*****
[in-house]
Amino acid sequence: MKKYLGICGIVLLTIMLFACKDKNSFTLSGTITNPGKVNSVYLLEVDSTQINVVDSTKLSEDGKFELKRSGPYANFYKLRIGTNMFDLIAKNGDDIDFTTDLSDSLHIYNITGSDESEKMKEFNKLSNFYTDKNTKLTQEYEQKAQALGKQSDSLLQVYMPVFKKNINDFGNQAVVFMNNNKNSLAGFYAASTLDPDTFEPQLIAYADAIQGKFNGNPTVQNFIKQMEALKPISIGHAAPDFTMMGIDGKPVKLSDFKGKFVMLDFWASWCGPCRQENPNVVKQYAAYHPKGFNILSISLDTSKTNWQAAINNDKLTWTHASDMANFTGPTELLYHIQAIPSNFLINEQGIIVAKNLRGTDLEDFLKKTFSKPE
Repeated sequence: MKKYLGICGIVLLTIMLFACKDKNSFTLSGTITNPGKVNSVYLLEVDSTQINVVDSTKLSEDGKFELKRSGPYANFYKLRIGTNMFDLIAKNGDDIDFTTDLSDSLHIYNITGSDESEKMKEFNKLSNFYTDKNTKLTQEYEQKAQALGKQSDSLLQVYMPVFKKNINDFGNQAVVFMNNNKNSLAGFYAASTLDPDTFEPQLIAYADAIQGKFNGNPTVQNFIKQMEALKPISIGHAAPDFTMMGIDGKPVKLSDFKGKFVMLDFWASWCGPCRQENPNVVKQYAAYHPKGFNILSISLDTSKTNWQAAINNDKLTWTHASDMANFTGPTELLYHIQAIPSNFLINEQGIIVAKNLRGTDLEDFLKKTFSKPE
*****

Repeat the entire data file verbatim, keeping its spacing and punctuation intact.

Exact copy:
[in-house]
Amino acid sequence: MKKYLGICGIVLLTIMLFACKDKNSFTLSGTITNPGKVNSVYLLEVDSTQINVVDSTKLSEDGKFELKRSGPYANFYKLRIGTNMFDLIAKNGDDIDFTTDLSDSLHIYNITGSDESEKMKEFNKLSNFYTDKNTKLTQEYEQKAQALGKQSDSLLQVYMPVFKKNINDFGNQAVVFMNNNKNSLAGFYAASTLDPDTFEPQLIAYADAIQGKFNGNPTVQNFIKQMEALKPISIGHAAPDFTMMGIDGKPVKLSDFKGKFVMLDFWASWCGPCRQENPNVVKQYAAYHPKGFNILSISLDTSKTNWQAAINNDKLTWTHASDMANFTGPTELLYHIQAIPSNFLINEQGIIVAKNLRGTDLEDFLKKTFSKPE
Repeated sequence: MKKYLGICGIVLLTIMLFACKDKNSFTLSGTITNPGKVNSVYLLEVDSTQINVVDSTKLSEDGKFELKRSGPYANFYKLRIGTNMFDLIAKNGDDIDFTTDLSDSLHIYNITGSDESEKMKEFNKLSNFYTDKNTKLTQEYEQKAQALGKQSDSLLQVYMPVFKKNINDFGNQAVVFMNNNKNSLAGFYAASTLDPDTFEPQLIAYADAIQGKFNGNPTVQNFIKQMEALKPISIGHAAPDFTMMGIDGKPVKLSDFKGKFVMLDFWASWCGPCRQENPNVVKQYAAYHPKGFNILSISLDTSKTNWQAAINNDKLTWTHASDMANFTGPTELLYHIQAIPSNFLINEQGIIVAKNLRGTDLEDFLKKTFSKPE